(7) The outstanding objective in the attack on the UFO problem is the formulation of an hypothesis, or hypotheses, - no matter how far reaching or how much in apparent conflict with the present day scientific concepts such hypotheses may have to be - that will encompass the patterns of UFO behavior that have been established by the most careful analysis.

Given the elements of the present picture of the UFO phenomenon, it is clear that any viable hypothesis that meets these picture elements satisfactorily will be, according to present views, "far out". There have been other times in the history of science when striking departures from classical concepts were necessary. Since new hypotheses must in some way use present knowledge as a springboard, it is a sobering thought to contemplate that the gap between the springboard of the known and a viable UFO hypothesis might even be so great as to prevent the formulation of an acceptable hypothesis at present. Thus, for example, only a century ago, an inconsequential period of time in total history, the best scientific minds could not have envisioned the nuclear processes which we now feel certain take place in the deep interiors of stars. The question of energy production on the sun capable of maintaining the sun's prodigious outflow of energy for hundreds of millions of years - a time period demanded by the fossil history millions of years - was simply not answerable by any hypothesis conceivable to the scientists of a century ago. It is indeed sobering, yet challenging, to consider that the entire UFO phenomenon may be only the tip of the proverbial iceberg in a signaling an entirely new domain of the knowledge of nature as yet totally unexplored, an unexplored and as unimagined as nuclear processes would have been a century ago.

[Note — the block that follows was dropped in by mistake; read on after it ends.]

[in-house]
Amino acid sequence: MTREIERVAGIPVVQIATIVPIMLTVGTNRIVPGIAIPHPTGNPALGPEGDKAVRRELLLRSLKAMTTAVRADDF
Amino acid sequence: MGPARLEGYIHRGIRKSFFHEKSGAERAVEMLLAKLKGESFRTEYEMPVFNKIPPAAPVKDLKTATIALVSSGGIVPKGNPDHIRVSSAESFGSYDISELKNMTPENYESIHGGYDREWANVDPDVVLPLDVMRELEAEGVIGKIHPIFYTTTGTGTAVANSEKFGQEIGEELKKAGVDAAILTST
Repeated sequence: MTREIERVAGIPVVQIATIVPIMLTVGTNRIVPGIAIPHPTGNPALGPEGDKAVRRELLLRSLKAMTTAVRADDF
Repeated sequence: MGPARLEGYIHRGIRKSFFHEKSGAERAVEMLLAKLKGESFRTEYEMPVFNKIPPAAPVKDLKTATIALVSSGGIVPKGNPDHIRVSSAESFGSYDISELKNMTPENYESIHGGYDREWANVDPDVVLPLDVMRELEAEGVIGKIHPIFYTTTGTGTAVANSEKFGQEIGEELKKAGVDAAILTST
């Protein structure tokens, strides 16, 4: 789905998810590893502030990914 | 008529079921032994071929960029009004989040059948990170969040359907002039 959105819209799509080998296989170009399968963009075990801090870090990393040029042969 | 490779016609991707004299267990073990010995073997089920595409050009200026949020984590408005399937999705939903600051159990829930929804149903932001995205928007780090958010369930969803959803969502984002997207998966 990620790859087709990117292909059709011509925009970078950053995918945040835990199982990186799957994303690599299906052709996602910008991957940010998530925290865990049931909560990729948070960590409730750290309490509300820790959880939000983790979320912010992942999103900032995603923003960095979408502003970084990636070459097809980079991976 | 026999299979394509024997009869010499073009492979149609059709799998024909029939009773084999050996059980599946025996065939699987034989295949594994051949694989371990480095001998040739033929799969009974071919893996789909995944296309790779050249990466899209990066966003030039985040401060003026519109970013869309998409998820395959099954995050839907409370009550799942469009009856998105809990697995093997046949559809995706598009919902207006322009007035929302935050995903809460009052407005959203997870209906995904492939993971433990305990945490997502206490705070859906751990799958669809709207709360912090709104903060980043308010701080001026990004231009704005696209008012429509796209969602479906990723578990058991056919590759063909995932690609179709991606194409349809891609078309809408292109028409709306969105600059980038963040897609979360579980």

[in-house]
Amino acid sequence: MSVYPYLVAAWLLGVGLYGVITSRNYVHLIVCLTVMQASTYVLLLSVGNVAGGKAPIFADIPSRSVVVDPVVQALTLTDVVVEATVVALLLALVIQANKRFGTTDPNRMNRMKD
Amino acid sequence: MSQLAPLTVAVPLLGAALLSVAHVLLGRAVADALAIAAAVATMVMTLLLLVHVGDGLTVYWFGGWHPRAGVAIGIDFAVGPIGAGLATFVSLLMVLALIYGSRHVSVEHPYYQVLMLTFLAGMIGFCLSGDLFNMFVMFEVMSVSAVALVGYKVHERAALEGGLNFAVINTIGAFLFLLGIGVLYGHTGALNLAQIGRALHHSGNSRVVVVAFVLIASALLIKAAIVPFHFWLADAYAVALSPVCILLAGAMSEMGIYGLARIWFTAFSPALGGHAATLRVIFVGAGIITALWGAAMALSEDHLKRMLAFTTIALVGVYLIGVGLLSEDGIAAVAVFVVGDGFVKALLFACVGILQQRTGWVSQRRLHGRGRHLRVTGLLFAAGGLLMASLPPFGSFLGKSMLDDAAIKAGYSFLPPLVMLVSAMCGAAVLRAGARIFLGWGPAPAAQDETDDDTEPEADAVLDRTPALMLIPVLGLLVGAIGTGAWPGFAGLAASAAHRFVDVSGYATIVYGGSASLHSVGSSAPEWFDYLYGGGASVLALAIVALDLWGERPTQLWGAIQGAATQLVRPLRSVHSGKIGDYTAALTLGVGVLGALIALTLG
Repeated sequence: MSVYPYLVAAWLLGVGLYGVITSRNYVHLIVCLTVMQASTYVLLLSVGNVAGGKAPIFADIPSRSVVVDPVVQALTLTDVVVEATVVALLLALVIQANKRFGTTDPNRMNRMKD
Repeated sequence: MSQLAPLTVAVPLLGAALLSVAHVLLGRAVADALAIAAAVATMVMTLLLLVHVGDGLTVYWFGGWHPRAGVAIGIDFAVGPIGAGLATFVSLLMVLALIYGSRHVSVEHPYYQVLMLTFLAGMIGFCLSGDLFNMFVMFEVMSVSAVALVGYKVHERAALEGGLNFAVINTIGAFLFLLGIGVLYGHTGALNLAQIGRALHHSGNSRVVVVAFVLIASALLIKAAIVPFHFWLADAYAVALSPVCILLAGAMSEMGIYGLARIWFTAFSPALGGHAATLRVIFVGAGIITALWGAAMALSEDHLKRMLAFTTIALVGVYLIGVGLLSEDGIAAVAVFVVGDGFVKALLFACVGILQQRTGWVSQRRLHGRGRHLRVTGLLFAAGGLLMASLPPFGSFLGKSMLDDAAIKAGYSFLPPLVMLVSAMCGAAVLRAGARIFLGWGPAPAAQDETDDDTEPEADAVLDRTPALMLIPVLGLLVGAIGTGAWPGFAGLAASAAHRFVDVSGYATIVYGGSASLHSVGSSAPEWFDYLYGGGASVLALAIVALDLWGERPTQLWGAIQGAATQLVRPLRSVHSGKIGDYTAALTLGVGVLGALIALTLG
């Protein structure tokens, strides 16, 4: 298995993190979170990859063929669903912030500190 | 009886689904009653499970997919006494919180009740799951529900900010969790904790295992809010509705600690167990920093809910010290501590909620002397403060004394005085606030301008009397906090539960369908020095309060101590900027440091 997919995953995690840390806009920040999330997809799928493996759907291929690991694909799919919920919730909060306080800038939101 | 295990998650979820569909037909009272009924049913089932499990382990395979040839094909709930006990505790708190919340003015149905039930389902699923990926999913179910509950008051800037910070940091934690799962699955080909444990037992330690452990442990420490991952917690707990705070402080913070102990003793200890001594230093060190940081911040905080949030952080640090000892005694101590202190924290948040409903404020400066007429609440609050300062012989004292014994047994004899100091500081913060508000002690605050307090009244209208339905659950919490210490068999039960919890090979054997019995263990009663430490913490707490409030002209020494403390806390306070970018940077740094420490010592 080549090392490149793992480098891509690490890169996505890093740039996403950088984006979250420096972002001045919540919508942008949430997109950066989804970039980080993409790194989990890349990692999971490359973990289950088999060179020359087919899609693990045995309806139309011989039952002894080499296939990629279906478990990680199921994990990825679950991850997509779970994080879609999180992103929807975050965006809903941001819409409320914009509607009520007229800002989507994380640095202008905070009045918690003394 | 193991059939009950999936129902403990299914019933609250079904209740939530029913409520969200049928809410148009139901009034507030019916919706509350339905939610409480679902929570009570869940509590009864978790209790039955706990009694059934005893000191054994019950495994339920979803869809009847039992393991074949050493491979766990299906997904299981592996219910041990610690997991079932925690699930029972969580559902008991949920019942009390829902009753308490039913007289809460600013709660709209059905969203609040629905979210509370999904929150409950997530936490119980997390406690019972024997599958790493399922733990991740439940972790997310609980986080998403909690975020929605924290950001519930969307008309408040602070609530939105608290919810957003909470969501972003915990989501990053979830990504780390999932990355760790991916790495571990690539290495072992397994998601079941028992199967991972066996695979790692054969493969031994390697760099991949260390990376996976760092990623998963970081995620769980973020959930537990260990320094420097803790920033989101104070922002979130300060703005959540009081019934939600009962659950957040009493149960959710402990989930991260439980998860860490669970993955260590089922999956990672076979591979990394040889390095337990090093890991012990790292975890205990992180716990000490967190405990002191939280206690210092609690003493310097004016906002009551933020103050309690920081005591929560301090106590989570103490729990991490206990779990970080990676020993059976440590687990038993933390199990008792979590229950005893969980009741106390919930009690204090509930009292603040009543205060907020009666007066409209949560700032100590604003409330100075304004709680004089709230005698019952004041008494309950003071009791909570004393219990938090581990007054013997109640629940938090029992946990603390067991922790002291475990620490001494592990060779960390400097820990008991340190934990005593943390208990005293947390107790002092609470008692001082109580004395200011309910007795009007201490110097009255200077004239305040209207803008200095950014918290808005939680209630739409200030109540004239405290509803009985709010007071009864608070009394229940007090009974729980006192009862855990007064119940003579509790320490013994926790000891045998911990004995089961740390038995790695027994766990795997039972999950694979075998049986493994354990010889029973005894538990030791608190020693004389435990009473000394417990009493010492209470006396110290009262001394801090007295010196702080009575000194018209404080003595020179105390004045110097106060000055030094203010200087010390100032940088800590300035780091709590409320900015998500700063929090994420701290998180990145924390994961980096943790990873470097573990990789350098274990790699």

It is necessary to be aware of this possibility but it should not cow us into hopeless inactivity. There may be viable hypotheses which can be couched in present terms. The UFO phenomenon exists, and this fact alone should represent a challenge to science and not a roadblock. We have a responsibility as scientists to support those who accept this challenge even though we may not ourselves be inclined to pursue the matter. In any event, ridicule of those who do consider this subject should not enter, for ridicule is certainly not a part of the scientific method.

It is to support these scientists who have become intrigued by the challenge of the UFO phenomenon that the Center for UFO Studies has been created, and the scientific board of the Center welcomes your interest and cooperation.